An image that shows your audience is key to helping them identify, and connect with the product or service you’re promoting. An image of an ice cream cone can be tempting all by itself, especially in a macro shot that shows how the yummy goodness dribbles slowly. Better yet, use an image with a child holding the ice cream cone, smiling, with yummy goo dripping down a chubby cheek. Now we’re selling an emotion and nostalgia, through an image that mirrors the audience.
Step 2: Choose the right visual presentation
The way you present your visual story changes the story you tell, the value you share, and the emotion you inspire. Below, you’ll find some popular visual presentation types you can use to tell your own story.
1. Infographics: images that help your audience
An infographic is a graphic representation of information. People love infographics because they condense information into a visually appealing form that is fast and easy to digest. You can find stock templates, but try to stick to the original. Too many elements could destroy the simplicity—and the whole point—of the infographic.
Make sure that your infographic files are responsive. You want them to fit every screen display, so everyone on your email list would be able to see the graphic properly.
2. Illustrations: images that impress your audience
Illustrations tell visual stories, and they create a familiarity that can be traced to childhood. Children use images and illustrations before they start reading. As they continue acquiring reading skills, they use illustrated books and comics.
Illustrations are a powerful way to convey a simple message or a complex story. Illustrated icons, for example, send a simple message—click here to contact us or share this email. Illustrated images deliver a story through a scene. It can be a complex scene or a simple one, but do try to keep your message clear.
3. Macro photos: images that seduce your audience
Macro images present real objects and scenes in larger-than-life proportions. If we go back to the image of the ice cream cone, the smiley child, and the dripping goo, we would need to focus on an aspect of the image and enlarge it.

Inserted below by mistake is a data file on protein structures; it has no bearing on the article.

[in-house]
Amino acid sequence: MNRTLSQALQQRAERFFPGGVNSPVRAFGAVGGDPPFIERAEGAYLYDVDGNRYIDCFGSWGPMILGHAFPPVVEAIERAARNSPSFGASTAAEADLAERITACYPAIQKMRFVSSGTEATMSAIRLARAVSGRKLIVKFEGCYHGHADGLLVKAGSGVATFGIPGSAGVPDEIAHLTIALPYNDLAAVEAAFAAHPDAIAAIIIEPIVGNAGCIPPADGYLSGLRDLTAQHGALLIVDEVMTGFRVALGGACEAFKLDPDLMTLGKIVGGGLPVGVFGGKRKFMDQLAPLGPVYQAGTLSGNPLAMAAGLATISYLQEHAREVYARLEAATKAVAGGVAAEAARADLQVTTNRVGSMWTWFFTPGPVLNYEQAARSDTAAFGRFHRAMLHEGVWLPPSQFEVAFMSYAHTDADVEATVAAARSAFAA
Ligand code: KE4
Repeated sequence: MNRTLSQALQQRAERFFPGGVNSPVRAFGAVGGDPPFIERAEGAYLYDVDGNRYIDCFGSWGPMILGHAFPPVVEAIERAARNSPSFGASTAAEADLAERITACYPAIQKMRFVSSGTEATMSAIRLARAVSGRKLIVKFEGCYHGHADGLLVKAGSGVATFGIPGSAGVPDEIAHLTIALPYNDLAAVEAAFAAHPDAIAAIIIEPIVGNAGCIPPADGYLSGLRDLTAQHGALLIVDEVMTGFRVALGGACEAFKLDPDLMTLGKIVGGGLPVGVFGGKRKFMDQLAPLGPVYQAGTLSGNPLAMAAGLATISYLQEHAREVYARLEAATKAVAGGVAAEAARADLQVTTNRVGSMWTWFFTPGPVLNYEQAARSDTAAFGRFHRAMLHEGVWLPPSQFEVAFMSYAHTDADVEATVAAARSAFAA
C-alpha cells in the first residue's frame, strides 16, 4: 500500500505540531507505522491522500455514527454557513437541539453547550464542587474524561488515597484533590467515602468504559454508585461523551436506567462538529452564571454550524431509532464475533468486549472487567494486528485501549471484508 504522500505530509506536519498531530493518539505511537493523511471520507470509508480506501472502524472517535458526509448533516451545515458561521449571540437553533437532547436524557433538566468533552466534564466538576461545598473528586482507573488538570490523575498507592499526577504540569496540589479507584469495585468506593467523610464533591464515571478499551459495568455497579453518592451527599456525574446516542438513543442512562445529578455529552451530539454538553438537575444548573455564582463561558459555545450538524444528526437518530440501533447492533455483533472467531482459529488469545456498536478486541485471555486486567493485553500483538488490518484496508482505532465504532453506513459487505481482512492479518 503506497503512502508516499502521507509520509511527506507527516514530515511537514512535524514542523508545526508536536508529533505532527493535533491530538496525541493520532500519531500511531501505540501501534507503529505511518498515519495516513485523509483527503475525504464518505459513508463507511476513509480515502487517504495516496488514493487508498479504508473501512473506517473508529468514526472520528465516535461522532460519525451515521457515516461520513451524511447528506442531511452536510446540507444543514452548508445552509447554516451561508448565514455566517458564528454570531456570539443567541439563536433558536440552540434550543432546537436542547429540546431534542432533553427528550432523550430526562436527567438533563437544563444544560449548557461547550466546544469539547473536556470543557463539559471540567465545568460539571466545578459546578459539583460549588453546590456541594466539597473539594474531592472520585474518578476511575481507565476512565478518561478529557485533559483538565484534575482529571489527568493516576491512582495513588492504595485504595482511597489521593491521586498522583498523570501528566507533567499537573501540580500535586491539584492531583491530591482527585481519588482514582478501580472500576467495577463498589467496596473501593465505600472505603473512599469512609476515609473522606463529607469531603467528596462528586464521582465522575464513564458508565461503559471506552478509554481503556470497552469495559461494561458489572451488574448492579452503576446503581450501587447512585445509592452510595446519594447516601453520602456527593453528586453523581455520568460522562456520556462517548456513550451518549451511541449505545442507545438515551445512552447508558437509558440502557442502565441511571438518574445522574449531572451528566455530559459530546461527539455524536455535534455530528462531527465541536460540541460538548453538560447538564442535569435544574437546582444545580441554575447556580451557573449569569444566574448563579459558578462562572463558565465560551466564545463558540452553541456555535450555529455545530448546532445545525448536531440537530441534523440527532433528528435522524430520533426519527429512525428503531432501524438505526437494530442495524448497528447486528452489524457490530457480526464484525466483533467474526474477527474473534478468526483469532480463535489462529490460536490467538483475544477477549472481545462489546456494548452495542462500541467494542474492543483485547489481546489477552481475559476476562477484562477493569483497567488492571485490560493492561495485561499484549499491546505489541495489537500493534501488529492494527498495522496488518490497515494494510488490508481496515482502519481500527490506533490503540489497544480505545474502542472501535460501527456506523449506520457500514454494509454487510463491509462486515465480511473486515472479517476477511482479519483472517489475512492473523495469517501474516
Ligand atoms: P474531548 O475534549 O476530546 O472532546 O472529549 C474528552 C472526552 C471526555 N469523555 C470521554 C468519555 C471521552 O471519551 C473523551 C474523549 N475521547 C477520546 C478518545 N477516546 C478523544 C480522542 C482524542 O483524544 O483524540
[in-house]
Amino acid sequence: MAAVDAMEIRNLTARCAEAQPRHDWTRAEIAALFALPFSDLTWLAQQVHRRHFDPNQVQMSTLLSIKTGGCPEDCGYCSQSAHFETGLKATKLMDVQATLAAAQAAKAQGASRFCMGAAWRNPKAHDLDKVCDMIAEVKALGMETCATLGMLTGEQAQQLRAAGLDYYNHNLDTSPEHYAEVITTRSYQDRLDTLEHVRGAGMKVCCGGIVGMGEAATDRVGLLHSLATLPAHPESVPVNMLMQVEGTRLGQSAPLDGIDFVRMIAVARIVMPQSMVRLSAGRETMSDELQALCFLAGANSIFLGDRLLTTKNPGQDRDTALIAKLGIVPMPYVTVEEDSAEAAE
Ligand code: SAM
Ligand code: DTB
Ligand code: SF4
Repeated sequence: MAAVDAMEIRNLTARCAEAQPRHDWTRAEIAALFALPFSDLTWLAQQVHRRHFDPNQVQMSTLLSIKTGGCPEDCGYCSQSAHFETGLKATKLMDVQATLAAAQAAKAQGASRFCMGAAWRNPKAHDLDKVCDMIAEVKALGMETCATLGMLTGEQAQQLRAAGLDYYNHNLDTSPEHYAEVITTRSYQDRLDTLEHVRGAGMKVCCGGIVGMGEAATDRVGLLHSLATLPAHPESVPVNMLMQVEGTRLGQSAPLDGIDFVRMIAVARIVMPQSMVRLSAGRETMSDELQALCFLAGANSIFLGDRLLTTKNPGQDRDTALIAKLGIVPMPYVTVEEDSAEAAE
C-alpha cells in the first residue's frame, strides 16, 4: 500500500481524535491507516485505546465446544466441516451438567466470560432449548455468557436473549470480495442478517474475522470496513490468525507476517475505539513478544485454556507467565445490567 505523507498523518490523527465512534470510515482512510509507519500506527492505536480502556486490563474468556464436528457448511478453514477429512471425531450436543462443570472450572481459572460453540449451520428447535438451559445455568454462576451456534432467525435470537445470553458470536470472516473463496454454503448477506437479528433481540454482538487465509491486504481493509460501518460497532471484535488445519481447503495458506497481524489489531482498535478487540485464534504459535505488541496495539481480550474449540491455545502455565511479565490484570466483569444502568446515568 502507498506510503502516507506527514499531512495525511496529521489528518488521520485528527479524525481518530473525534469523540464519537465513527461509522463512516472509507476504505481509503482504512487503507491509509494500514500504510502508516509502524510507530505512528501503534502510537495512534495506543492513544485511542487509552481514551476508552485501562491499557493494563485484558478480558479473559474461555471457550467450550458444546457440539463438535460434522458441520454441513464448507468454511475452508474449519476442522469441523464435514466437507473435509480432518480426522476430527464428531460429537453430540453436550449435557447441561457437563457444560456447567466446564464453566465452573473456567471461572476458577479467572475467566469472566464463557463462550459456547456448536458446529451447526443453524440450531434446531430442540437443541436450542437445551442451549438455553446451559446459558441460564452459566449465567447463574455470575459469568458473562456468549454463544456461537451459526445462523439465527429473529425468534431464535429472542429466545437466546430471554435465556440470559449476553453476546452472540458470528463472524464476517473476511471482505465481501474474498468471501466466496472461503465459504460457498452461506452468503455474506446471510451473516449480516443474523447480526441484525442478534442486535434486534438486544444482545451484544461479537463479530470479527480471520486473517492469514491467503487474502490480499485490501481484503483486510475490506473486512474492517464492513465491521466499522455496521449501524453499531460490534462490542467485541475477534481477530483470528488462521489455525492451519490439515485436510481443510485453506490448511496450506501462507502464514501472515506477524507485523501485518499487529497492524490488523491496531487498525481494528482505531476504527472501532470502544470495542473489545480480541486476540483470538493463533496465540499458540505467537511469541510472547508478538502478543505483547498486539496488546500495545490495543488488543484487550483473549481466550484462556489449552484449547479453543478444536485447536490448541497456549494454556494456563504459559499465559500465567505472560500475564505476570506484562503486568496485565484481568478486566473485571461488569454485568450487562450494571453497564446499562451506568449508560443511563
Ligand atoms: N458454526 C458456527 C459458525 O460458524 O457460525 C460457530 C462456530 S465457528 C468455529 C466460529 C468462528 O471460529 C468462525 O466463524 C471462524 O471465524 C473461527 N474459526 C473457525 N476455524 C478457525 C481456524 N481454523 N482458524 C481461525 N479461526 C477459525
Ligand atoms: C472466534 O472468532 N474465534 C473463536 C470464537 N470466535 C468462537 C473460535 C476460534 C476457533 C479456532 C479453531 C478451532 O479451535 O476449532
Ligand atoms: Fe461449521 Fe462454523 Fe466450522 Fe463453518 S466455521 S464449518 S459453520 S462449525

Macro images tend to have a big impact, because they put a spotlight on the consumer’s desires. For example, we could put our cropping square over the section that contains the smile, dripping ice cream and the hand that holds it to the mouth. We’ll crop it, enlarge it, and we’ll be left with a macro image. Do so with a high quality image only, or your image will get pixelated.
It’s a wrap!
An image can make or break your email campaign. In most cases, the “break” part won’t lead to a catastrophic event in which you’ll get raging mad emails (unless you violate copyright or choose insensitive images). You would “just” get no responses, no clicks, no sales, no leads… which is the whole point of this campaign. If you don’t have the graphic expertise in-house, you can work together with a professional graphic design service to help you to optimize your visuals.
However, if you choose your images wisely, and if you set up your email layout in a visually appealing way that tells an engaging and relevant story, you could increase your conversion rates and Return On Investment (ROI). The key to success with choosing images is A/B testing. Experiment, find the images that speak to your audience, and segment as much as possible.
Nice Post!! The ideas of images that you describe here are great to attract the customer’s attention towards your mail. I am doing email marketing for guest blogging and backlinks purposes for Branding Marketing Agency. So, is this idea of adding creative and appealing images can be useful there?